Sid blinked himself awake. He tried to reach back in time and remember how this had gone with Jarome Iginla during the affair that had blazed so hot that spring of 2013. But Geno’d still been the young guy then, relatively, and Iggy had seduced Geno back just as hard and twice as certain. Still, Geno was no stranger to romantic gestures, as Sid knew firsthand. “Flowers? A nice watch?” Sid still had the one Geno had given him. He wore it all the time.

Geno mouth twisted with dissatisfaction. “I don’t know if he want. Maybe he’s shy.”

Like knowing whether Sid wanted it had ever stopped Geno giving Sid anything. “Maybe you’re shy,” Sid said. He meant it as a joke, but the scowl Geno threw in Sid’s direction said something different. Sid sat up straighter. “Seriously?” He struggled to tamp down his delight; he wasn’t sure how well he succeeded.

“Fuck you,” Geno grumbled.

A multitude of chirps rose to the surface of Sid’s mind. He smothered them all, and he reached over to squeeze Geno’s arm. “Tell me more about it tomorrow, okay? We’ll figure out something.”

Geno shot him a glance out of the corner of his eye. In that flash of a glance, Sid thought he saw relief. “Okay.”



Tomorrow was a lie, as Sid should have realized it would be. The Pens turned around and played the Isles that night, and from the moment he got up Sid didn’t have room in his head for anything else. But the day after that, a gray moody Saturday, Sid rolled out of bed a little early. By the time Geno stumbled downstairs, the coffee and eggs were waiting and the waffles were almost done.

“Best,” Geno said fervently, and disappeared behind his coffee cup for a while.

Sid gave Geno until he’d finished his eggs, and he said, “So tell me about Olli.”

Geno flushed, sudden and deep. “You already know him.”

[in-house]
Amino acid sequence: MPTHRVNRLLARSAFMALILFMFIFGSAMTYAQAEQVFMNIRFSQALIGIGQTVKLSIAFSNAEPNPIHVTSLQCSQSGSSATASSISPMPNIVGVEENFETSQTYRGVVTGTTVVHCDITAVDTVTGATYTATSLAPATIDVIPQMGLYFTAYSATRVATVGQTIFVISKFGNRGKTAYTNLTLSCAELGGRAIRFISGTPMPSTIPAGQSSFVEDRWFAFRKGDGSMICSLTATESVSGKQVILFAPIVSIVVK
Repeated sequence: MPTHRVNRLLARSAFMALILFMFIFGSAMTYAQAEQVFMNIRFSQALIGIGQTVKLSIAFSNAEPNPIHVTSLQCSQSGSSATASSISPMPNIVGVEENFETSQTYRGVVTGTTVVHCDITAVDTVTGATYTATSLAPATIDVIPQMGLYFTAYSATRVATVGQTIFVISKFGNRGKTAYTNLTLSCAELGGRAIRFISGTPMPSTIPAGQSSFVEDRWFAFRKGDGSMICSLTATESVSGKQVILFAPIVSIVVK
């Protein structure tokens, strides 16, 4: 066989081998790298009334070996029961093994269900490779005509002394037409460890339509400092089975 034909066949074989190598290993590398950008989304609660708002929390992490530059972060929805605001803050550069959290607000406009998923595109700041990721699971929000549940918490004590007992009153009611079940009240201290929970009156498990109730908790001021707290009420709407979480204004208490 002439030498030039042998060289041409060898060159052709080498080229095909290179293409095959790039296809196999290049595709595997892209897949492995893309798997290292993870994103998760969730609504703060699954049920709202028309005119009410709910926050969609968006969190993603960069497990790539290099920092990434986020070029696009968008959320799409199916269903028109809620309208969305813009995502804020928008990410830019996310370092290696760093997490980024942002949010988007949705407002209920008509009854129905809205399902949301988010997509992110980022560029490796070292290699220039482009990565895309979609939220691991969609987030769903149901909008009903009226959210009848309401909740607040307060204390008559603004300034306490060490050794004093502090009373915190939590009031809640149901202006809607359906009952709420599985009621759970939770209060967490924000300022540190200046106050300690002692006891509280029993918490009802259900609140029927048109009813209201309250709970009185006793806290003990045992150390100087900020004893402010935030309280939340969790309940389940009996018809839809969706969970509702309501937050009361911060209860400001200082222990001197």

Had Geno been like this about Iggy? Sid honestly couldn’t remember; Iggy was a long time ago. Sid prodded at Geno with his toe under the table, stroking across Geno’s instep until Geno muttered a curse and moved his foot away.

Sid was considering his next move when Geno said, “He’s cute.”

Sid looked Geno over carefully. “Yeah?”

“He’s still so baby. But not like rookie,” Geno hastened to add. “He’s take hockey very serious. And he knows a little bit Russian. Finland next to Russia, you know.”

“Oh yeah?” God knew Geno was a sucker for anyone who could cobble together a little Russian, however bad it was. When Sid had first gotten all starry-eyed about Geno, Sid’s Russian had been pretty damn bad.

Geno nodded. “Bad words, mostly. He teach me swear in Finnish.”

“Oh, now I know it’s true love.”

Geno kicked at Sid’s foot. He was not particularly gentle about it. His face was turning a dull red, and his gaze was fixed on the table. Sid loved him so damn much that he couldn’t even tell where the feeling began and ended. He walked around the table and slid his hand over Geno’s neck; he bent and caught Geno’s mouth.

Geno sighed against him and kissed back, and when Sid pulled away, Geno met his eyes. Cautiously he returned Sid’s smile. “I forget what it’s like,” Geno said. It sounded like an apology. “I don’t want anybody like this for long time.”

“Besides me.”

Geno’s smirk was belied by the fondness in his eyes. “You, I already have.”

Sid squeezed the back of Geno’s neck. “Yeah you do.”



In the end, Geno didn’t want any of Sid’s suggestions. “Just because you like museum, not everybody likes museum,” he said, their next free day.

“Hey,” Sid said mildly, and took the breakfast dishes to the sink. “So what are you guys doing today?” It was their first free day in several years, Sid was pretty sure. The bye week felt like a decade ago.